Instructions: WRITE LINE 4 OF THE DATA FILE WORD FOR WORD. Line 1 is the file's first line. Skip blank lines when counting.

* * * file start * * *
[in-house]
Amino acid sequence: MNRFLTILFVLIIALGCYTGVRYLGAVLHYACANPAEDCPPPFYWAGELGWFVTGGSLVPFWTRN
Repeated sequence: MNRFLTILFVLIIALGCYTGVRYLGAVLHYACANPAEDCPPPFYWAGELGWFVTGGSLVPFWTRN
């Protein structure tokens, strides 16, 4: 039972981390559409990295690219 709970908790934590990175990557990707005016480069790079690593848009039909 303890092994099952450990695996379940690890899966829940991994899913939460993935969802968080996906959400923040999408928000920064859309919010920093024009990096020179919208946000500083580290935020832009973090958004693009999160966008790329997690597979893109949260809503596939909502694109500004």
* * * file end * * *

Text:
């Protein structure tokens, strides 16, 4: 039972981390559409990295690219 709970908790934590990175990557990707005016480069790079690593848009039909 303890092994099952450990695996379940690890899966829940991994899913939460993935969802968080996906959400923040999408928000920064859309919010920093024009990096020179919208946000500083580290935020832009973090958004693009999160966008790329997690597979893109949260809503596939909502694109500004």